Phoblographer: We love your Exit Left series. A simple yet original concept, what was your motivation for the idea?
WR: The “Exit Left’ work was shot for the pure enjoyment of photography. I was shooting in a tube station and noticed and an unusually intense patch of light. I shot a couple of frames trying to work out how to best use it, then noticed how it was hitting the people exiting. I played with the camera settings and adjusted the film development, then a bit of playing in the darkroom for the final prints. The work has been ongoing for several years now as it’s only possible during an eight-week window in the winter when the sun is at its highest/lowest point and even then the light only lasts for about 45 minuets!
Phoblographer: You co-founded Street Photography International (SPi) in 2015. The collective now has over 800,000 followers on Instagram. What do you feel has been the secret to collectives success?
WR: We do our utmost to interact with our community.
Phoblographer: Has the success surpassed your original expectations?
WR: We always thought it had potential but the level of interest has been gratifying.
Phoblographer: In regard to prints, your images are in high demand. How do you decide which images are best suited for social media and which images are appropriate to go to print?
“I was more bemoaning the increasing challenge of having favourite materials withdrawn with no direct replacement. Years of experience and familiarity suddenly rendered useless. The whole analog scene seems to have improved since then. “
WR: The best images for social media tend to be simple and graphic, it’s the nature of the medium and how the photography on it is viewed. When photographing I still think in prints, I have been printing all my work on 12×16″ paper for the last 30 years so the connection is always there. There is a lot of my work that I would not put on social media.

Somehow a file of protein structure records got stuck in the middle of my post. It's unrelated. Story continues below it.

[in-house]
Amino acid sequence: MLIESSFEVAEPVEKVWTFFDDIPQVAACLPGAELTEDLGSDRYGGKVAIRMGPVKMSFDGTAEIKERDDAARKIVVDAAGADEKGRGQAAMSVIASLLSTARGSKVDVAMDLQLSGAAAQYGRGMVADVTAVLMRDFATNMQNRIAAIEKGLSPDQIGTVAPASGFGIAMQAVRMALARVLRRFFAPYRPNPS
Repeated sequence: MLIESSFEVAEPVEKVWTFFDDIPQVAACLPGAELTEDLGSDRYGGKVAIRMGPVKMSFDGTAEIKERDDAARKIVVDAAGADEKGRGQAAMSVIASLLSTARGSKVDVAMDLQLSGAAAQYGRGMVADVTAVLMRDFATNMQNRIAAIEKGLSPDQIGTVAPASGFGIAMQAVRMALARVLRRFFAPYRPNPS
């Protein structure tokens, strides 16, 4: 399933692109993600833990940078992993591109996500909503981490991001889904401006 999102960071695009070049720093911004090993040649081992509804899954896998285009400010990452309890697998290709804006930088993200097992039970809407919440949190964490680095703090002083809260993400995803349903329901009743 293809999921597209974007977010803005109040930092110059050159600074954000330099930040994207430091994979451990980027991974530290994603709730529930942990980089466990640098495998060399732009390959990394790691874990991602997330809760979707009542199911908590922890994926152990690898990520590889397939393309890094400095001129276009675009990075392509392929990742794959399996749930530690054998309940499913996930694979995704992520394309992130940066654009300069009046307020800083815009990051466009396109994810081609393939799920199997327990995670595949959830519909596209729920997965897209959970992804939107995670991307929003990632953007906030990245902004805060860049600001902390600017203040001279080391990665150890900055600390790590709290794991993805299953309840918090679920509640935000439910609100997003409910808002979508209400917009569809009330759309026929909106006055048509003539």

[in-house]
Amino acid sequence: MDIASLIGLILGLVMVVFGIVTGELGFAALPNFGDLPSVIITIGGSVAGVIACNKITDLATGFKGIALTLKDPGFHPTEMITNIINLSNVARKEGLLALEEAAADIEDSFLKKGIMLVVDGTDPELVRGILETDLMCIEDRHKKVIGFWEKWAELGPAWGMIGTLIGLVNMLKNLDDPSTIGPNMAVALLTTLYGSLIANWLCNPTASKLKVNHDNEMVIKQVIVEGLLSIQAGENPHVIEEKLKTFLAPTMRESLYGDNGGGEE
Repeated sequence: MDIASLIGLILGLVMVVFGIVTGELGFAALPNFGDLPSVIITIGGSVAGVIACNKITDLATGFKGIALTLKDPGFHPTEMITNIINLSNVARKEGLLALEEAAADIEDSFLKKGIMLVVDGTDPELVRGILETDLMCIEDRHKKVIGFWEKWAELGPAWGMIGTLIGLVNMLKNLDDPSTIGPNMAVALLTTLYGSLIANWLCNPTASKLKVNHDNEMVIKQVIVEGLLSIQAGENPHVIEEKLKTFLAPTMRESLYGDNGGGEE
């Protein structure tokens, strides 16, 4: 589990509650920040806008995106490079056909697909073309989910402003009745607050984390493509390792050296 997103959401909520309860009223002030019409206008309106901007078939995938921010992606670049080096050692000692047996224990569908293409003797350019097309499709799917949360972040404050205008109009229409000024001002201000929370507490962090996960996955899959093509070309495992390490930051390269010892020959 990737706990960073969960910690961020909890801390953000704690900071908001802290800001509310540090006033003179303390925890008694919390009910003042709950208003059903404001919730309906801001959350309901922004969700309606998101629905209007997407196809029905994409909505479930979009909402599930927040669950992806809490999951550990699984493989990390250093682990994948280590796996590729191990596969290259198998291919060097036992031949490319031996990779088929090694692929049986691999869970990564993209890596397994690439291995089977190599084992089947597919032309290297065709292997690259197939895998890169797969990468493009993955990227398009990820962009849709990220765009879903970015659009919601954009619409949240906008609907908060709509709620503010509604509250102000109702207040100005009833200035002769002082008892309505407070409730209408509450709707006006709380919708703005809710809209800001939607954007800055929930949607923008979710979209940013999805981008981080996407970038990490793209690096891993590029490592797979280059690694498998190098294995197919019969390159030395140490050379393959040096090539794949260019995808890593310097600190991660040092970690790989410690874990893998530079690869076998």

Phoblographer: In 2016 you wrote that you were close to moving on from analog photography. Three years on, what are you shooting with now?
WR: I was more bemoaning the increasing challenge of having favourite materials withdrawn with no direct replacement. Years of experience and familiarity suddenly rendered useless. The whole analog scene seems to have improved since then. There is still no substitute for my beloved Fuji Neopan 400 and I’m down to my last couple of hundred rolls, but there are some new films on the market I’m looking forward to trying.
Phoblographer: What’s more challenging, being a freelance photographer or managing an extremely popular street photography collective?
WR: Take your pick! Both demand a lot of time and effort.
“If a photograph is based on the place it can be easily replicated, just find the spot where the picture was taken and wait. If photography is based around moments in time then it’s unique.”
Phoblographer: The powers that be say “Walter, we’re sending you to a desert island, you can only take one of your photographs with you”, which one would it be and why?
WR: A photo I took in Varanasi, India of a woman praying in the River Ganges at dawn. It’s complicated to print requiring selective pre-flashing and split grades with 19 different exposures, but really satisfying when it all goes right!
For me, the picture is a great example of the combination of camera and darkroom coming together to produce a final result.
Phoblographer: Finally, what can we expect from you in 2019?
WR: I’m hoping to finish a documentary that I started in Egypt in 2007, I had to lay off it for a couple of years after the changes I was recording were suspended. I was back in the country in December and it all looks like it’s back on track so I may finally finish it!